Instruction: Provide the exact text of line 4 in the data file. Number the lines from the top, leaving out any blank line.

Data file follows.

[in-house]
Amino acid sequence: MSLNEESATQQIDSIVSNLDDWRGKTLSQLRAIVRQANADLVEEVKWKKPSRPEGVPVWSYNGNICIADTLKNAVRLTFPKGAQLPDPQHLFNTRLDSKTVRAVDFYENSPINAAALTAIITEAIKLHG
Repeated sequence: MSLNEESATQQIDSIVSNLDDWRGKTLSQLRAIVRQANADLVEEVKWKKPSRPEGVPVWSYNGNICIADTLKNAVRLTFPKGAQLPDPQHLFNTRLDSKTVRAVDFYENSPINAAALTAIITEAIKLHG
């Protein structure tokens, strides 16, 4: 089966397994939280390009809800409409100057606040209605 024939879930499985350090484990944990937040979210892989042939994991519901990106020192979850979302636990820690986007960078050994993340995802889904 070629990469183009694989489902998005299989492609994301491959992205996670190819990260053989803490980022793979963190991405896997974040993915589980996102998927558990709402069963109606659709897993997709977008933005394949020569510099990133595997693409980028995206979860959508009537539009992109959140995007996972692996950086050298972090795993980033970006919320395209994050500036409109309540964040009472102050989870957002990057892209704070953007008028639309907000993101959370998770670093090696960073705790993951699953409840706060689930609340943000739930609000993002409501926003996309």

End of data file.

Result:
């Protein structure tokens, strides 16, 4: 089966397994939280390009809800409409100057606040209605 024939879930499985350090484990944990937040979210892989042939994991519901990106020192979850979302636990820690986007960078050994993340995802889904 070629990469183009694989489902998005299989492609994301491959992205996670190819990260053989803490980022793979963190991405896997974040993915589980996102998927558990709402069963109606659709897993997709977008933005394949020569510099990133595997693409980028995206979860959508009537539009992109959140995007996972692996950086050298972090795993980033970006919320395209994050500036409109309540964040009472102050989870957002990057892209704070953007008028639309907000993101959370998770670093090696960073705790993951699953409840706060689930609340943000739930609000993002409501926003996309």